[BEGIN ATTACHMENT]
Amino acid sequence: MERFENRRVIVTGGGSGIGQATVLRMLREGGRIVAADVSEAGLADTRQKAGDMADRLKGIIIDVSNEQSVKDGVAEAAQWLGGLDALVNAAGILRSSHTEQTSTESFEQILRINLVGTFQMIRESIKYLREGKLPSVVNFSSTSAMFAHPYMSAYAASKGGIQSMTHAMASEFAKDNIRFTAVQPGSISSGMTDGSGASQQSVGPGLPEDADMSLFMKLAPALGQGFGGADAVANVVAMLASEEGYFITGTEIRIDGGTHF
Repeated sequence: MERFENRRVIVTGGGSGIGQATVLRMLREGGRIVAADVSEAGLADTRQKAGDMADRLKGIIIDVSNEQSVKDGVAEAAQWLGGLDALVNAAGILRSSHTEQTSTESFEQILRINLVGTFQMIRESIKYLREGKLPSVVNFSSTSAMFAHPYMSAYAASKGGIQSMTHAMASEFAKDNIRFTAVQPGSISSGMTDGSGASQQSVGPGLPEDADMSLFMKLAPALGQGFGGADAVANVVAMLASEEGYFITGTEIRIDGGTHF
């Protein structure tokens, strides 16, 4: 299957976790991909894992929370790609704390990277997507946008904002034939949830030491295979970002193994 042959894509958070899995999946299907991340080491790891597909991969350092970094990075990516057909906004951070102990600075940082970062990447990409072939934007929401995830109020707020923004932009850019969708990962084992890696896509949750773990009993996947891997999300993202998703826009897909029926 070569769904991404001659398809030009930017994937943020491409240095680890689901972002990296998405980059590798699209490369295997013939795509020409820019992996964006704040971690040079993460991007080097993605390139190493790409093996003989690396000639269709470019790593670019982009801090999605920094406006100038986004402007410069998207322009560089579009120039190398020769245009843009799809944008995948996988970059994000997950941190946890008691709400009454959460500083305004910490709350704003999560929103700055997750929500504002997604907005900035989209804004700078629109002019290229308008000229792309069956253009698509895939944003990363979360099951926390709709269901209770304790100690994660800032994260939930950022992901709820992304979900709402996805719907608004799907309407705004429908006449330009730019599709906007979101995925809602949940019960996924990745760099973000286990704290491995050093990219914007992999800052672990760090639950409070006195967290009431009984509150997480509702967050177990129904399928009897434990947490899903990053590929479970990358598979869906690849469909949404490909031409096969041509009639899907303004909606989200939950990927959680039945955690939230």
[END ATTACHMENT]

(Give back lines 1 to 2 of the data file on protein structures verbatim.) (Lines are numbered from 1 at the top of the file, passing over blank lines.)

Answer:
Amino acid sequence: MERFENRRVIVTGGGSGIGQATVLRMLREGGRIVAADVSEAGLADTRQKAGDMADRLKGIIIDVSNEQSVKDGVAEAAQWLGGLDALVNAAGILRSSHTEQTSTESFEQILRINLVGTFQMIRESIKYLREGKLPSVVNFSSTSAMFAHPYMSAYAASKGGIQSMTHAMASEFAKDNIRFTAVQPGSISSGMTDGSGASQQSVGPGLPEDADMSLFMKLAPALGQGFGGADAVANVVAMLASEEGYFITGTEIRIDGGTHF
Repeated sequence: MERFENRRVIVTGGGSGIGQATVLRMLREGGRIVAADVSEAGLADTRQKAGDMADRLKGIIIDVSNEQSVKDGVAEAAQWLGGLDALVNAAGILRSSHTEQTSTESFEQILRINLVGTFQMIRESIKYLREGKLPSVVNFSSTSAMFAHPYMSAYAASKGGIQSMTHAMASEFAKDNIRFTAVQPGSISSGMTDGSGASQQSVGPGLPEDADMSLFMKLAPALGQGFGGADAVANVVAMLASEEGYFITGTEIRIDGGTHF